Is your name Sovie, Sova, or Sauvie…?

Yes!

Then write me a comment and I will get in touch…

You are too shy?

Then come back tomorrow.

You won’t regret it…

Honoré, my beloved husband, what’s he talking about…?

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12 thoughts on “Is your name Sovie, Sova, or Sauvie…?

  1. Parfait Pierre, on vient d’enclencher le processus qui me fait penser à OYÉ, OYÉ, à tous les gens s’appelant Sovie, Sova ou Sauvé… une grande révélation s’en vient.

  2. Why does everyone spell their surname any old way once they hit North America?
    It makes tracing lineage even trickier.
    I feel certain my original surname is Graton not Gratton.
    But I think it is so cool that Jerry, a French-Canadian, fought in the States’ Civil War.
    I wonder why?
    The Sauvés?
    I dunno anyone by that surname, but I feel strongly that Madame Sauve, the round lady in the portrait above, was the foundress of the patissiere Dunkin Donuts in the twentieth century.
    This makes me feel veneration.
    I adore her chocolate glazed cinfections.

  3. Hi Mac,

    I agree with you about the changes in surnames… But we can’t change that.
    Moreover in the beginning they would give people a dit name…

    It’s like André Mignier. Since he was a soldier carrying a musket, they called him La Gâchette which became Lagacé…

    So going from Graton to Gratton is not a big deal.

    Also, what are chocolate glazed cinfections???

  4. Woops I can’t spell in French or English and certainement je ne type pas non plus.
    But I meant confections.
    I love chocolate glazed donuts and I think Madame Sauvé looks like she invented them and ate them as they came out of her oven.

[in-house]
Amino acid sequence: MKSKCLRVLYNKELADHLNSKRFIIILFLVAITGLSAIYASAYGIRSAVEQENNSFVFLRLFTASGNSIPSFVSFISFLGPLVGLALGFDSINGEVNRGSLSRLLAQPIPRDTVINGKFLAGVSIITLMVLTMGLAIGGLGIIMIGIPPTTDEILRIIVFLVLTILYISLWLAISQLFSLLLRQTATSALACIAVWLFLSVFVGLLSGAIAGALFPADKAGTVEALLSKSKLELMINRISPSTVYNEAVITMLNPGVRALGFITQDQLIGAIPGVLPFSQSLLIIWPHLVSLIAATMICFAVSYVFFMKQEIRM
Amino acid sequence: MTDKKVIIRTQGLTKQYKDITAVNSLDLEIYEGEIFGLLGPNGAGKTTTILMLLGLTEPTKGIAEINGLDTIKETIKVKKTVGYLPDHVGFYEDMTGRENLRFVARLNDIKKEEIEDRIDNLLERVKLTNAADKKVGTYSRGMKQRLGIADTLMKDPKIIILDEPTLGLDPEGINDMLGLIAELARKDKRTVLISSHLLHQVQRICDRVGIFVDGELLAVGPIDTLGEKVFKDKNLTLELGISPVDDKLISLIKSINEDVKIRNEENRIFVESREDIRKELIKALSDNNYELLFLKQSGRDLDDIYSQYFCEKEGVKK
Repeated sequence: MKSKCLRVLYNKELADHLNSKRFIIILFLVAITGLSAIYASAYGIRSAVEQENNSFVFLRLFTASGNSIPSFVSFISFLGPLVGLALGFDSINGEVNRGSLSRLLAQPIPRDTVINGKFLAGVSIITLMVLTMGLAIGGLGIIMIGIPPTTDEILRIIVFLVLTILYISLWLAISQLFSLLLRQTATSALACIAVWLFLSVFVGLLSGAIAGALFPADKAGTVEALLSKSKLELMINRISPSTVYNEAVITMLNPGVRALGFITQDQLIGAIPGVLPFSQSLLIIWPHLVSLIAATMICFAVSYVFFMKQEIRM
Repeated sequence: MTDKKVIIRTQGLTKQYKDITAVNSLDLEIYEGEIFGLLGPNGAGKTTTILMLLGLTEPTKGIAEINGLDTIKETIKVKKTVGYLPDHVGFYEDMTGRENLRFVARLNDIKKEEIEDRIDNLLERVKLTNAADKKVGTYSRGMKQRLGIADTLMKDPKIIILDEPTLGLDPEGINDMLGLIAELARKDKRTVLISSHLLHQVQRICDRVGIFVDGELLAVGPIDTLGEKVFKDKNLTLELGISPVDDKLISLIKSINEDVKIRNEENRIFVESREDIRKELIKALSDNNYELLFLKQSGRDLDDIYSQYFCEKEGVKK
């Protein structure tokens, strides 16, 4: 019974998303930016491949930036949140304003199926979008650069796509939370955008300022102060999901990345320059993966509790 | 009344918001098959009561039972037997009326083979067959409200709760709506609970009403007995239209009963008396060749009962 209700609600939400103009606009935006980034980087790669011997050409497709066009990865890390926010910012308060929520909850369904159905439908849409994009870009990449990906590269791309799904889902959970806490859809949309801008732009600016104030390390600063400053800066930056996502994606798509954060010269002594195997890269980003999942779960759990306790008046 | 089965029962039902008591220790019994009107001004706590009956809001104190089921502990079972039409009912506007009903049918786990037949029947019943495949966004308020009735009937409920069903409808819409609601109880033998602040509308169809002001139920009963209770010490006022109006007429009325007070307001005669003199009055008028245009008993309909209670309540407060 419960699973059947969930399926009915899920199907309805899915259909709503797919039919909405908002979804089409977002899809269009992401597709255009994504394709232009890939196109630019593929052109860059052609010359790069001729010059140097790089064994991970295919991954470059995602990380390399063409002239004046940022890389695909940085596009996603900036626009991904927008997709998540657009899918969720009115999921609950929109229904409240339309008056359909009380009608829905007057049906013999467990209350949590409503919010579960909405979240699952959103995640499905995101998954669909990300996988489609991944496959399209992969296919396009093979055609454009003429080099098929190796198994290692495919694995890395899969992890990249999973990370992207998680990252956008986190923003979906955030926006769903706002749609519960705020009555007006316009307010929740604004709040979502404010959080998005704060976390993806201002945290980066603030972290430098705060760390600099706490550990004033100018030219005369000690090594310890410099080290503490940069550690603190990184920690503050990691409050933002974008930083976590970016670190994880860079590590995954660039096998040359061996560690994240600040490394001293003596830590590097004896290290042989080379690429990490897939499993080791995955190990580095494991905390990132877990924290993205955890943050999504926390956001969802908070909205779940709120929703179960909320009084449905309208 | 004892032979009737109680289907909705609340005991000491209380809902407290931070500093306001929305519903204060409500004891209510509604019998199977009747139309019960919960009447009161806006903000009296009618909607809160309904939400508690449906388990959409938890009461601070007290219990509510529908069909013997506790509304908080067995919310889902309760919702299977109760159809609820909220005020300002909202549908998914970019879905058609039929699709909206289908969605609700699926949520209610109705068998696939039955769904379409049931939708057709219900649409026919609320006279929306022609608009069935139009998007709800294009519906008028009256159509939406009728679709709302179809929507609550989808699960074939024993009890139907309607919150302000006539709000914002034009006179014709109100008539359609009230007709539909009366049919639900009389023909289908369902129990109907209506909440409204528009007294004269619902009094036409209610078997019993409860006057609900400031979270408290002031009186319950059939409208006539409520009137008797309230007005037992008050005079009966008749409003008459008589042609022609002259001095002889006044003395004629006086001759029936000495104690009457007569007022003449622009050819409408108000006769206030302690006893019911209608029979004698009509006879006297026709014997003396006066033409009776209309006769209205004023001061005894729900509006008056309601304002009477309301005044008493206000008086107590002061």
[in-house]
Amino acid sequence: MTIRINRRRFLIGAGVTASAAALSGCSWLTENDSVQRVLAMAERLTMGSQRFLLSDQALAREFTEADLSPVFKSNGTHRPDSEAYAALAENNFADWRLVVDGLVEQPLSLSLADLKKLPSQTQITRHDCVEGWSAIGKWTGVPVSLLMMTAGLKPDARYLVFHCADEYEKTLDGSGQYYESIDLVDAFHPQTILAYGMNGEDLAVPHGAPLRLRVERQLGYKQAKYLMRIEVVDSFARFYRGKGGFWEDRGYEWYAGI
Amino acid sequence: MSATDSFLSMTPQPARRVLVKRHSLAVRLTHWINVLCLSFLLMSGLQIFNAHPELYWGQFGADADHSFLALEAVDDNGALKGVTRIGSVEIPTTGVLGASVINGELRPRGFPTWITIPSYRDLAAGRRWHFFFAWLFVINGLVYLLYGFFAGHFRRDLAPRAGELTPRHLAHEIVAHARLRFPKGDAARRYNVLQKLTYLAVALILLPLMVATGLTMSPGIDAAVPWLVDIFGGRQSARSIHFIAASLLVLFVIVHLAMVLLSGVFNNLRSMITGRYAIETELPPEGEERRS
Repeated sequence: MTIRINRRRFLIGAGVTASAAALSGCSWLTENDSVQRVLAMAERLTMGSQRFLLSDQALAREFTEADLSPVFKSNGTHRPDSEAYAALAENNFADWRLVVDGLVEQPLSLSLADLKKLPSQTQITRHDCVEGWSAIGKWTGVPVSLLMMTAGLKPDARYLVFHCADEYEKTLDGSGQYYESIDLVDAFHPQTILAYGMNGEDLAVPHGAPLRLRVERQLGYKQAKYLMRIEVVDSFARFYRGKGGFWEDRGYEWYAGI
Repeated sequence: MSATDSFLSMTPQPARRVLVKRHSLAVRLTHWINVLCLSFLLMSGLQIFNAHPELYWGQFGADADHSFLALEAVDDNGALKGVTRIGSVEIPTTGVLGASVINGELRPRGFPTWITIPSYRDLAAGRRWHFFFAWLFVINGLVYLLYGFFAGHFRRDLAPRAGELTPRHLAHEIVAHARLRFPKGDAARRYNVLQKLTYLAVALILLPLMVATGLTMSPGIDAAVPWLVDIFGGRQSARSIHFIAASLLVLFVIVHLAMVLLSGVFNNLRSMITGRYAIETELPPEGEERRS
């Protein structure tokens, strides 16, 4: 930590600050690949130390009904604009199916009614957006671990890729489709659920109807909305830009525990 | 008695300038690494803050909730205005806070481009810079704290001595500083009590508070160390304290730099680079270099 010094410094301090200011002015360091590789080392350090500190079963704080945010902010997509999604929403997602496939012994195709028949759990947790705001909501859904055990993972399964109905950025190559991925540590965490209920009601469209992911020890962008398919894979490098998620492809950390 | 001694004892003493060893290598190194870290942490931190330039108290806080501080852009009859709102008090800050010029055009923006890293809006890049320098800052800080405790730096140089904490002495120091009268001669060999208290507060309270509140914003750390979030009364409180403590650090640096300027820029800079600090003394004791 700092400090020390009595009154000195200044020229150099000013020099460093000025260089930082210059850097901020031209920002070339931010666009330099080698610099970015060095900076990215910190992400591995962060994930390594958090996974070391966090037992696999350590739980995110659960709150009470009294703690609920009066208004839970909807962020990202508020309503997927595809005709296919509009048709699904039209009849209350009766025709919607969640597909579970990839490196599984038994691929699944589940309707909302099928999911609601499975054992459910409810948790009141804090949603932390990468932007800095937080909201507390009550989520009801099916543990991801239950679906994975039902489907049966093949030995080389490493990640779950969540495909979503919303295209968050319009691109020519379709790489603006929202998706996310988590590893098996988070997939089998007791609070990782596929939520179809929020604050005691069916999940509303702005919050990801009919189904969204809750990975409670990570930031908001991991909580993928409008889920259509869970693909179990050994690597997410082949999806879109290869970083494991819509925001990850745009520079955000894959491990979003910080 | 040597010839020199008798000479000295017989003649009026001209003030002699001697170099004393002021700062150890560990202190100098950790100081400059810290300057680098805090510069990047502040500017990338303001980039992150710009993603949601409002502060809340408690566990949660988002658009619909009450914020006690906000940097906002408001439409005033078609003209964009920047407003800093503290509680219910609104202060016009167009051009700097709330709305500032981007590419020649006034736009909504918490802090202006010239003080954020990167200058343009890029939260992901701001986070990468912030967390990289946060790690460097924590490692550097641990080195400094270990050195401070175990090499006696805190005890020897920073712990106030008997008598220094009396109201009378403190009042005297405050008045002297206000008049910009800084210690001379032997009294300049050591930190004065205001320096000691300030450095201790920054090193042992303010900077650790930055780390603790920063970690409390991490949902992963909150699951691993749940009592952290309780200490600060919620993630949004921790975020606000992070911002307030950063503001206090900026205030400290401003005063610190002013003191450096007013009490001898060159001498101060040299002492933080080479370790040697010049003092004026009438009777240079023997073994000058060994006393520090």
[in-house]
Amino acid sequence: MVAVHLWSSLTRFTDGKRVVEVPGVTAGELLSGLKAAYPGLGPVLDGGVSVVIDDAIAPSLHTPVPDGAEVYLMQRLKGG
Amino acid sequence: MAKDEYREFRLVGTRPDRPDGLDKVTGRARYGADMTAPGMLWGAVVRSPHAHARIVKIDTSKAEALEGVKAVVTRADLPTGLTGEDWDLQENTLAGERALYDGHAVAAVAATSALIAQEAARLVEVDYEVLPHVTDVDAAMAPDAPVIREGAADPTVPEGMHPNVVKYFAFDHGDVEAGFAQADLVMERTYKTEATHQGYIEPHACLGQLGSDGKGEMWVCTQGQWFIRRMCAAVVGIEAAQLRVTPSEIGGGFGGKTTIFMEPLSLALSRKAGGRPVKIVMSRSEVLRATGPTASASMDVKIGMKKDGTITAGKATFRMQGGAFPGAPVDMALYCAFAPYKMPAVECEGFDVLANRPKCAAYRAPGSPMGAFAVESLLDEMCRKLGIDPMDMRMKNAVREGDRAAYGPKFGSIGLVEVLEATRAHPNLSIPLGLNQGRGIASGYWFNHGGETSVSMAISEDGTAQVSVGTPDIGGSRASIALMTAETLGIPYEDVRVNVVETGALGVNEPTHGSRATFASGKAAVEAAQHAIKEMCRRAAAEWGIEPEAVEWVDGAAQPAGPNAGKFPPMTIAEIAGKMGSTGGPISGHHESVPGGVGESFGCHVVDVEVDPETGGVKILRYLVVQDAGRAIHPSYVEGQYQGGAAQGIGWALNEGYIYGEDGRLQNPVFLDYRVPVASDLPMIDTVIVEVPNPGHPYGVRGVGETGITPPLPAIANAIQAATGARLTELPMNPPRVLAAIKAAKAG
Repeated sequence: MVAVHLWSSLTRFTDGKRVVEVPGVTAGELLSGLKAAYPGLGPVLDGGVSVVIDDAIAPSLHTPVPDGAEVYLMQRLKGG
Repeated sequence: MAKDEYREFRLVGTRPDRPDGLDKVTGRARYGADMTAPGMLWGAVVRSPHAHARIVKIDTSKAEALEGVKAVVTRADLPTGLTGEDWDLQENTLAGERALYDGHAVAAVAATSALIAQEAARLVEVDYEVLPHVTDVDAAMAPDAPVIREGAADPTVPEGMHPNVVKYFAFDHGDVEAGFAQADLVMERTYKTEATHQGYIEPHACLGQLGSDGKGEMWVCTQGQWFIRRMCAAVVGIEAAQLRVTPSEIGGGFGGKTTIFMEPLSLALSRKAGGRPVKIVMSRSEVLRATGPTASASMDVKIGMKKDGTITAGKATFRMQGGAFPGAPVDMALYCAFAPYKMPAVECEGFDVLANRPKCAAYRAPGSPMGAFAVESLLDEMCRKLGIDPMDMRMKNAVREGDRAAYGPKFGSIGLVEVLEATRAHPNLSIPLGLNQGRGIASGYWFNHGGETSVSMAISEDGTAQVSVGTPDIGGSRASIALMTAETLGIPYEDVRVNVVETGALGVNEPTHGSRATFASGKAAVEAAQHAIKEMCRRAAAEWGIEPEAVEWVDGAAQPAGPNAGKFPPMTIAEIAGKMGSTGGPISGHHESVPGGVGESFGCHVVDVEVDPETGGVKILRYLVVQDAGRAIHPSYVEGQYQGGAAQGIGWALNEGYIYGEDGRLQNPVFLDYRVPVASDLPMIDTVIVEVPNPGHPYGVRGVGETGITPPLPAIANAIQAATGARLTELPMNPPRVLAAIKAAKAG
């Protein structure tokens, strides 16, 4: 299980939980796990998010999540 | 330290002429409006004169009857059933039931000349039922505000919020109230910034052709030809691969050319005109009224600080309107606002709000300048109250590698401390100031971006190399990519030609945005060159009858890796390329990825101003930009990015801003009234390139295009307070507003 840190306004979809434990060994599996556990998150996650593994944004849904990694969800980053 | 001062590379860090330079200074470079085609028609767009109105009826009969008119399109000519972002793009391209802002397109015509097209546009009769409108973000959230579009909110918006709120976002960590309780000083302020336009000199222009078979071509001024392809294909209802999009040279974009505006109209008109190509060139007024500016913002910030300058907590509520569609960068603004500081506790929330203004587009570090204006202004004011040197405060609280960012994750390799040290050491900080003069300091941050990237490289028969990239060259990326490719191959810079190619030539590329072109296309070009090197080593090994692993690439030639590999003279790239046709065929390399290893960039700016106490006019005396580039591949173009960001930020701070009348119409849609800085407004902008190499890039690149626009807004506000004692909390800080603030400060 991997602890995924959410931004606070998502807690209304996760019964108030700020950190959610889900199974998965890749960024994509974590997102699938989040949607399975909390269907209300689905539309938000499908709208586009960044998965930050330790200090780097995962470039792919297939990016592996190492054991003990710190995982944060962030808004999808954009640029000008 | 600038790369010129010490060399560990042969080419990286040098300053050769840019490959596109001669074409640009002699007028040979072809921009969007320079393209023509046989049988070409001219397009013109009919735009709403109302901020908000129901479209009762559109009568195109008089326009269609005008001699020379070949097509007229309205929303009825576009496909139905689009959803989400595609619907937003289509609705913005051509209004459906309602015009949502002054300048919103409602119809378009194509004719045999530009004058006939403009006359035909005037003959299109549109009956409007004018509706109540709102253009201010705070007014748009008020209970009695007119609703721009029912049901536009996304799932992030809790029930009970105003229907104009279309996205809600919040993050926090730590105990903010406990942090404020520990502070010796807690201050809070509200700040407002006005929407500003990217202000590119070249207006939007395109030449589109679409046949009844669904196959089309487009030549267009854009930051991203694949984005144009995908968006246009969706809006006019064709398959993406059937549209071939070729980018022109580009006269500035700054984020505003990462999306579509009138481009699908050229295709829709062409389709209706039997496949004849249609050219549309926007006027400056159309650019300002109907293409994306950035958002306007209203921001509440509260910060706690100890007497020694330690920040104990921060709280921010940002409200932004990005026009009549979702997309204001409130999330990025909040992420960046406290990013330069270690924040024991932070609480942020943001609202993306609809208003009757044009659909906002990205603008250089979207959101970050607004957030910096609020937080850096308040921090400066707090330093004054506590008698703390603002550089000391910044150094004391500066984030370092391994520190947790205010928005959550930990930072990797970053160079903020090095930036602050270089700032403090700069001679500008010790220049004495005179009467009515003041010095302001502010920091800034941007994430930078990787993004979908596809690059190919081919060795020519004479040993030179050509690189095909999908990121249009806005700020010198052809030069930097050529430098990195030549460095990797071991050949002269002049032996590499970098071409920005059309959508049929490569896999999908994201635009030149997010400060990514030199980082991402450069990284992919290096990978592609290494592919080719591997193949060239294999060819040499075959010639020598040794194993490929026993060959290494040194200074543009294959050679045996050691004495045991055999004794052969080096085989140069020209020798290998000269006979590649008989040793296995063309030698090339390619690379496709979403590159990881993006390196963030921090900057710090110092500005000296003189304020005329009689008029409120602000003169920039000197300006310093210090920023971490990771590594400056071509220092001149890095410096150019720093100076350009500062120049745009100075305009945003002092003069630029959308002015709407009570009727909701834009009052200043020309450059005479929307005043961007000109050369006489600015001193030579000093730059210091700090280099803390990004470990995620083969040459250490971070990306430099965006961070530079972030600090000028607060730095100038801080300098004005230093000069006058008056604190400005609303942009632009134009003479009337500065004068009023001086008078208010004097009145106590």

A donut in the morning trumps a beer every day.
    Who knows maybe le famille Sauvé drank beer with their donuts.
    It could have happened.
    I think the patisserie fameux in the States, named Dunkin Donuts, that serves 100s of kinds of donuts and pastries has to have a French-Canadian heritage.
    We’re French aay, we invented ice cream and éclairs, why not donuts?

  5. Also a lot of women never know what their men are talking about. Men mumble so we won’t know and can later claim, “That is not what I was talking about!” Old Honoré here, he looks a first-class mumbler to me.

  6. It is funny that you talk about some people changing their last names to reflect their ancestors.

    My mother and my Aunt has legally changed their last name to “Von Brunk” from Brunk, based on that my maternal great Grandfather came from Germany/Prussia and it was then that they dropped the “Von”

    It is a slight tiff I have with my mother and Aunt, as I have told them (as I am the only one that has done deep research on the family, other then the notes that my Grandfather left us) there is no “Von Brunk” in the family in all the documentation that I have found even three generation into the family starting from my Grandfather. LOL

    I just think people do it to make them feel special as well as connected to their past even if they don’t know it like some of the genealogy hunters, like us.

    :o)

    • Hi Odette,

      It is so funny how people sometimes make up things. I know for a fact the Julie Leroux had German ancestors. I will talk about it on my blog.

      Pierre

  7. Can you provide an e-mail address for Odette Clouthier or let her know that her uncle Larry is trying to make contact with her. Thanks

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